January 14, 2020 / 10:49 AM / 8 days ago

Hungary's law on NGO foreign funding is unlawful - EU court adviser

BRUSSELS (Reuters) - Hungary’s law that requires civil organisations to disclose their foreign donors is in breach of European Union rules that protect the bloc’s fundamental rights, a legal adviser to the EU’s top court said on Tuesday.

The law is part of a series of measures against what the government deems unfair foreign influence that are linked to its feud with Budapest-born U.S. billionaire George Soros. Prime Minister Viktor Orban has repeatedly accused non-governmental organisations (NGOs) funded by Soros of political meddling.

The crackdown has led the European Parliament to open a procedure against Hungary for allegedly breaching EU fundamental rights that could lead to the suspension of the country’s voting rights in the EU.

Tuesday’ opinion, which is not binding on the court but is likely to be upheld in the final ruling, is a new blow to Orban’s government, which is accused in Brussels of limiting its citizens’ rights with a series of laws that could restrict the independence of judges, the media and civil society.

The law requires civil organisations that receive funding from abroad to disclose in a public online register their foreign funders with donations exceeding 500,000 Hungarian forints ($1,670), once their foreign funding reaches a threshold set by the authorities.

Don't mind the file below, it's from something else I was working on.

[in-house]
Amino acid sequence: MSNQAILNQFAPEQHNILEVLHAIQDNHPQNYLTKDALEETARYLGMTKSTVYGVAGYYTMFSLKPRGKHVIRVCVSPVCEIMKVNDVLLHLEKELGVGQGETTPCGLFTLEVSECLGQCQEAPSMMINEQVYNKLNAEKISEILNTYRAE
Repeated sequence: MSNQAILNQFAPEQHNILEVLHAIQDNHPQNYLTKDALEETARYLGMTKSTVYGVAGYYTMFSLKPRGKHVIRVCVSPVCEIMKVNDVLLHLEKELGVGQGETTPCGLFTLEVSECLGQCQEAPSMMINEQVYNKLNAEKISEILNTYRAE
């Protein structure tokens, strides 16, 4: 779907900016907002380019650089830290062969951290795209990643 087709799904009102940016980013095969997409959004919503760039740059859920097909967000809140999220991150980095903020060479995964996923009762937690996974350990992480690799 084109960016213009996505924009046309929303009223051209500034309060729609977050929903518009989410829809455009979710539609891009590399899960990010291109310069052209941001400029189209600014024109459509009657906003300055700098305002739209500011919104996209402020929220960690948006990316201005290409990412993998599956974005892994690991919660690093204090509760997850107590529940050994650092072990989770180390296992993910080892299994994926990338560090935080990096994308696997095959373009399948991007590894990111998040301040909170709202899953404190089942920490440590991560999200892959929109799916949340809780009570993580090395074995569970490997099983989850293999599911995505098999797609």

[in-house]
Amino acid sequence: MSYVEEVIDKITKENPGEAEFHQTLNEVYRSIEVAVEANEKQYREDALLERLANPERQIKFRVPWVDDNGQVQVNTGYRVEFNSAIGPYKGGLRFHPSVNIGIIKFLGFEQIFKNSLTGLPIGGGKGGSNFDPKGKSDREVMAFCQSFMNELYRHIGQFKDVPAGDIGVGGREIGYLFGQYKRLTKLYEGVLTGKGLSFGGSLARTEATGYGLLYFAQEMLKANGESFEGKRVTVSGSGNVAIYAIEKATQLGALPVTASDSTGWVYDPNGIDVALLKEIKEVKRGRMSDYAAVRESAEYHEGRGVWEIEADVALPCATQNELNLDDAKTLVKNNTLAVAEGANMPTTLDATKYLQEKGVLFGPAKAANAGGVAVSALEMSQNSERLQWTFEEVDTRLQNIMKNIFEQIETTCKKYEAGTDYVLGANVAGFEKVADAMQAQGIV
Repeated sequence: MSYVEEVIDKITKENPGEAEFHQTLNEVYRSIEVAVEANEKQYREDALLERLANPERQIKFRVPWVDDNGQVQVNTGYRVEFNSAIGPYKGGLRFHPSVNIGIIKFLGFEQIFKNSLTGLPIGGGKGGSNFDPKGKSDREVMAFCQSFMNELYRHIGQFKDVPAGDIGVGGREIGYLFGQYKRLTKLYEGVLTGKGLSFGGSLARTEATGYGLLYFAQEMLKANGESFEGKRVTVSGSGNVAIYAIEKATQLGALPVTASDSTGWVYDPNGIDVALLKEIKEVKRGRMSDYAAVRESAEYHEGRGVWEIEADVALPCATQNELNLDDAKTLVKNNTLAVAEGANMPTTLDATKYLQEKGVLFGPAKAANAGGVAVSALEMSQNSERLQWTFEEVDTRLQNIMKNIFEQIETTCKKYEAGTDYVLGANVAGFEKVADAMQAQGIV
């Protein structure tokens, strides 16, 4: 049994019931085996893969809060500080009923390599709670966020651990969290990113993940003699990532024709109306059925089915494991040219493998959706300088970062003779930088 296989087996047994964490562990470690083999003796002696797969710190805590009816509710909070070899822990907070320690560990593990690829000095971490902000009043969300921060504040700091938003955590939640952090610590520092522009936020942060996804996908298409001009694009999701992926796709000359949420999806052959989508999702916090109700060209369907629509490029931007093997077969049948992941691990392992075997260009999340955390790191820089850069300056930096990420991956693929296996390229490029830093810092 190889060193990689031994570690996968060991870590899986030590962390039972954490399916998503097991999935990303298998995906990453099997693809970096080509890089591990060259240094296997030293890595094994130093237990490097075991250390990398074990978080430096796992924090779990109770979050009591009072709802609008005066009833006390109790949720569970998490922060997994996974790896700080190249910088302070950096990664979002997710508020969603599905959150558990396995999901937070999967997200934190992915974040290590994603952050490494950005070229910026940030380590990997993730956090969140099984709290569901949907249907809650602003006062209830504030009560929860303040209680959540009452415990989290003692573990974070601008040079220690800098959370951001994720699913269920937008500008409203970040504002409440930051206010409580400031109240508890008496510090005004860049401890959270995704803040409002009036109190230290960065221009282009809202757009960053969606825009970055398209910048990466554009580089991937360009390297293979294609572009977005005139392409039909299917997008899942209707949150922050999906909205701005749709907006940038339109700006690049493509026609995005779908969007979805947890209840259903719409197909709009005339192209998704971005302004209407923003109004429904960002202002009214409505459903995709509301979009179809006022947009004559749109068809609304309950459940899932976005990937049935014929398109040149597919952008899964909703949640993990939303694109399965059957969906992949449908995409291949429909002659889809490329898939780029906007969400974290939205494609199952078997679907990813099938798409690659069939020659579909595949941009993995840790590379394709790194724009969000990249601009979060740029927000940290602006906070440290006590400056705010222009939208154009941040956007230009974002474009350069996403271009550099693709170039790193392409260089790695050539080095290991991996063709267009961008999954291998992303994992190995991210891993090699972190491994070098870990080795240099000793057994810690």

The legal adviser to the European Court of Justice said the 2017 law violated the principle of free movement of capital within the 28-country bloc because it required disclosure only for foreign funding.

The law also unduly interferes with fundamental rights, such as the respect of private life and the protection of personal data, as it requires a disproportionate disclosure of donors’ personal information, legal adviser Manuel Campos Sanchez-Bordona said.

Opinions of legal advisers are usually reflected in the court’s subsequent rulings. If Hungary is found to be in breach of EU rules, it must change the law or face the risk of fines.

Reporting by Francesco Guarascio; Editing by Alex Richardson

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